The Munich Security Conference took place from 17-19 February. Under the chairmanship of former Ambassador Wolfgang Ischinger more than 500 decision-makers from across the globe discussed international crises and conflicts as well as future political and security issues.
On Friday, German and US Defense Ministers Ursula von der Leyen and James N. Mattis started the conference with opening statements, followed by debates on the future of the European Union, NATO, and the West. In her speech Von der Leyen stressed the importance of "a stable EU" and "a united NATO". She also vowed to increase Germany's defence budget in order to meet NATO obligations.
On Saturday morning, Chancellor Merkel, US Vice President Mike Pence, and UN Secretary-General António Guterres addressed the Munich audience. Chancellor Merkel stressed the need for more efficiency when it comes to multinational organisations: "It becomes necessary to strengthen multilateral, international structures and to render them more efficient. This is true for the EU, for NATO and for the UN."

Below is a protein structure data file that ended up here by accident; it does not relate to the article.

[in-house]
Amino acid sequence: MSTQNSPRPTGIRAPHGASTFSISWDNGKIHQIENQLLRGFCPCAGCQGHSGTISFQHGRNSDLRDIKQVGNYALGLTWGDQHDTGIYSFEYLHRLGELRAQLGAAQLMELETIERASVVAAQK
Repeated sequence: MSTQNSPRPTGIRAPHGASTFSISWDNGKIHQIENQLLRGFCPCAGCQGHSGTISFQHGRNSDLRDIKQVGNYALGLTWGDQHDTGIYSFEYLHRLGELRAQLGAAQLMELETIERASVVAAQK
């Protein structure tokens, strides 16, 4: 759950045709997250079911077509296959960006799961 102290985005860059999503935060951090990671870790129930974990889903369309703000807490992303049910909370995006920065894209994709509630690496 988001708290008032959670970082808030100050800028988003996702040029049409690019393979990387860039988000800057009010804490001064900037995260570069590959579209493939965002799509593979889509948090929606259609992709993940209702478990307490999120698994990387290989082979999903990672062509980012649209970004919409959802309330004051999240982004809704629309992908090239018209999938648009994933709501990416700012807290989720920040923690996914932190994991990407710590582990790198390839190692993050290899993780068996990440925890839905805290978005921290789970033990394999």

Foreign Minister Sigmar Gabriel together with his French copunterpart Jean-Marc Ayrault spoke about strong Franco-German relations.
The outgoing German Federal President Joachim Gauck was awarded with this year’s Ewald von Kleist Award on Saturday evening.
The Munich Security Conference
Since first taking place over fifty years ago, the Munich Security Conference has been – not only, but also – an important place for background discussions away from formal protocol.
Not infrequently, the interlocutors are parties in a conflict who would otherwise find it hard to make contact. The conference is billed as a dialogue event, as a place for meetings of a non-binding nature between participants with no decision-making power.
The MSC will serve as a platform for a large number of events hosted by renowned NGOs and institutions. Among many others, the Robert Bosch Foundation, the German Development Agency GIZ, Transparency International, the Forum Civil Peace Service, the Bill and Melinda Gates Foundation, the Bertelsmann Foundation, the OSCE, and the Stockholm International Peace Research Institute hosted discussion rounds on the MSC's sidelines.
The Munich Security Conference is seen as a contact exchange and an open discussion forum. It was established in 1962 as the Munich Wehrkundetagung (Meeting on Military Science), initially targeting mainly NATO members.
Click here for more information.